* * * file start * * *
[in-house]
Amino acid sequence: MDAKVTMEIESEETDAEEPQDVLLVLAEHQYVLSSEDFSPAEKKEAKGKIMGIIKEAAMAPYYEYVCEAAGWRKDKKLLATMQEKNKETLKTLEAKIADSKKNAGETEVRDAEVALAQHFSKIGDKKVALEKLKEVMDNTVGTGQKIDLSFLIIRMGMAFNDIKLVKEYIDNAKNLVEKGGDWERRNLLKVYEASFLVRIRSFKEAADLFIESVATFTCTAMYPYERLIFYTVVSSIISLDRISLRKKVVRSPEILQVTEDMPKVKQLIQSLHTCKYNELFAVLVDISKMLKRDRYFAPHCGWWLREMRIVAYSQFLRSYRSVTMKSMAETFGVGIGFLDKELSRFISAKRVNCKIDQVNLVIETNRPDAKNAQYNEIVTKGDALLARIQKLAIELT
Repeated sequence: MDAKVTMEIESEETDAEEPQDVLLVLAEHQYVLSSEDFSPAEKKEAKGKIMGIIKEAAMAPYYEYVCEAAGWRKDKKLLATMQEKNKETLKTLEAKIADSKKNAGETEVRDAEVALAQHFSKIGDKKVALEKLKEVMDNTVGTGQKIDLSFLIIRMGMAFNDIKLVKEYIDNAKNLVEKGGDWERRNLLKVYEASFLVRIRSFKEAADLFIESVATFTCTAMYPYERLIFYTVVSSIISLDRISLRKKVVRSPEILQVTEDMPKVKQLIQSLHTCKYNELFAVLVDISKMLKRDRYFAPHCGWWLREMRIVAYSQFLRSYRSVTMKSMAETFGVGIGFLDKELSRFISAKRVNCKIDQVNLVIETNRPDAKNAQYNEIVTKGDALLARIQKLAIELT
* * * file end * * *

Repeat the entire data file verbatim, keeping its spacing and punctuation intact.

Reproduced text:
[in-house]
Amino acid sequence: MDAKVTMEIESEETDAEEPQDVLLVLAEHQYVLSSEDFSPAEKKEAKGKIMGIIKEAAMAPYYEYVCEAAGWRKDKKLLATMQEKNKETLKTLEAKIADSKKNAGETEVRDAEVALAQHFSKIGDKKVALEKLKEVMDNTVGTGQKIDLSFLIIRMGMAFNDIKLVKEYIDNAKNLVEKGGDWERRNLLKVYEASFLVRIRSFKEAADLFIESVATFTCTAMYPYERLIFYTVVSSIISLDRISLRKKVVRSPEILQVTEDMPKVKQLIQSLHTCKYNELFAVLVDISKMLKRDRYFAPHCGWWLREMRIVAYSQFLRSYRSVTMKSMAETFGVGIGFLDKELSRFISAKRVNCKIDQVNLVIETNRPDAKNAQYNEIVTKGDALLARIQKLAIELT
Repeated sequence: MDAKVTMEIESEETDAEEPQDVLLVLAEHQYVLSSEDFSPAEKKEAKGKIMGIIKEAAMAPYYEYVCEAAGWRKDKKLLATMQEKNKETLKTLEAKIADSKKNAGETEVRDAEVALAQHFSKIGDKKVALEKLKEVMDNTVGTGQKIDLSFLIIRMGMAFNDIKLVKEYIDNAKNLVEKGGDWERRNLLKVYEASFLVRIRSFKEAADLFIESVATFTCTAMYPYERLIFYTVVSSIISLDRISLRKKVVRSPEILQVTEDMPKVKQLIQSLHTCKYNELFAVLVDISKMLKRDRYFAPHCGWWLREMRIVAYSQFLRSYRSVTMKSMAETFGVGIGFLDKELSRFISAKRVNCKIDQVNLVIETNRPDAKNAQYNEIVTKGDALLARIQKLAIELT